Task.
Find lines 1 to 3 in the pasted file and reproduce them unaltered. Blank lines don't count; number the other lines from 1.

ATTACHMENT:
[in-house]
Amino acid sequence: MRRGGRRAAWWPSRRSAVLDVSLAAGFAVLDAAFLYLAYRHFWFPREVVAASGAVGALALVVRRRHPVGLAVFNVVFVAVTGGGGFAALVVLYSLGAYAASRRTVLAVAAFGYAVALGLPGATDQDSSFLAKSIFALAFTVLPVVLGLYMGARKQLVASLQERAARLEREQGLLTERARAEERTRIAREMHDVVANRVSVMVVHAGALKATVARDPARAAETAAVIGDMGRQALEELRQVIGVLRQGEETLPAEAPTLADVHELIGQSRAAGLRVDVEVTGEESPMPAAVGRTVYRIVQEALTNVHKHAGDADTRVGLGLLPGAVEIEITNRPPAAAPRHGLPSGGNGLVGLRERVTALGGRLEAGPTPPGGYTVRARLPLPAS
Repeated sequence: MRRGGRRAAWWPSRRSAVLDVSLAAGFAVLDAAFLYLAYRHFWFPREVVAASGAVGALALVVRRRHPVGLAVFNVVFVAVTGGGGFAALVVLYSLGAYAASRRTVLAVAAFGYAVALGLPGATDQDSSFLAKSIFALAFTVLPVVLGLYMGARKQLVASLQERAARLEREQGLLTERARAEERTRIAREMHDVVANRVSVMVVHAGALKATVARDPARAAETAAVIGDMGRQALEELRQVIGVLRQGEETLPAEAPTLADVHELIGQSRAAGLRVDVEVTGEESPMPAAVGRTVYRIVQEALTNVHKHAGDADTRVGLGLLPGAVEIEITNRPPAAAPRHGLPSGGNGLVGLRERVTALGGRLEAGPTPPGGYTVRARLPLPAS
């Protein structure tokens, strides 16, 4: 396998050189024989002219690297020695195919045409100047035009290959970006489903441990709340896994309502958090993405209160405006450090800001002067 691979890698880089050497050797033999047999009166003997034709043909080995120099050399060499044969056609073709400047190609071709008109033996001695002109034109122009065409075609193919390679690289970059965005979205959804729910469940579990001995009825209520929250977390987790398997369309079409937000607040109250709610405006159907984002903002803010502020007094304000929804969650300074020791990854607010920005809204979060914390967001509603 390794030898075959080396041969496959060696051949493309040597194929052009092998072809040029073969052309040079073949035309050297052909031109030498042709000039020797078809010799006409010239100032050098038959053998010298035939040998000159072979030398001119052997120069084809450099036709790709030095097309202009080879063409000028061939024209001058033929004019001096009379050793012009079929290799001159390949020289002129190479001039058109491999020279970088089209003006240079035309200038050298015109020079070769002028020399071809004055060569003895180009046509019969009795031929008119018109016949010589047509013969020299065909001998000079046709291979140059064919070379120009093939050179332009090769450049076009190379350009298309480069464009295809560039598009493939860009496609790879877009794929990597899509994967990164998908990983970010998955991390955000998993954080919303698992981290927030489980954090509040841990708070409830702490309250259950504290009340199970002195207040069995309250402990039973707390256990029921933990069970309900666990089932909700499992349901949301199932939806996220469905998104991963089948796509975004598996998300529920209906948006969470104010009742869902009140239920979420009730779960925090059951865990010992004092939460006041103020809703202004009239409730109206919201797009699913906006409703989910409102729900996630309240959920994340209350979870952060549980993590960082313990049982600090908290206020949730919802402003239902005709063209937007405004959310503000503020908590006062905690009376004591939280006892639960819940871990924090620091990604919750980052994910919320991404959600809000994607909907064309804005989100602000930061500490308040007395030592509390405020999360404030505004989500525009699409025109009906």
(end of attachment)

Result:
[in-house]
Amino acid sequence: MRRGGRRAAWWPSRRSAVLDVSLAAGFAVLDAAFLYLAYRHFWFPREVVAASGAVGALALVVRRRHPVGLAVFNVVFVAVTGGGGFAALVVLYSLGAYAASRRTVLAVAAFGYAVALGLPGATDQDSSFLAKSIFALAFTVLPVVLGLYMGARKQLVASLQERAARLEREQGLLTERARAEERTRIAREMHDVVANRVSVMVVHAGALKATVARDPARAAETAAVIGDMGRQALEELRQVIGVLRQGEETLPAEAPTLADVHELIGQSRAAGLRVDVEVTGEESPMPAAVGRTVYRIVQEALTNVHKHAGDADTRVGLGLLPGAVEIEITNRPPAAAPRHGLPSGGNGLVGLRERVTALGGRLEAGPTPPGGYTVRARLPLPAS
Repeated sequence: MRRGGRRAAWWPSRRSAVLDVSLAAGFAVLDAAFLYLAYRHFWFPREVVAASGAVGALALVVRRRHPVGLAVFNVVFVAVTGGGGFAALVVLYSLGAYAASRRTVLAVAAFGYAVALGLPGATDQDSSFLAKSIFALAFTVLPVVLGLYMGARKQLVASLQERAARLEREQGLLTERARAEERTRIAREMHDVVANRVSVMVVHAGALKATVARDPARAAETAAVIGDMGRQALEELRQVIGVLRQGEETLPAEAPTLADVHELIGQSRAAGLRVDVEVTGEESPMPAAVGRTVYRIVQEALTNVHKHAGDADTRVGLGLLPGAVEIEITNRPPAAAPRHGLPSGGNGLVGLRERVTALGGRLEAGPTPPGGYTVRARLPLPAS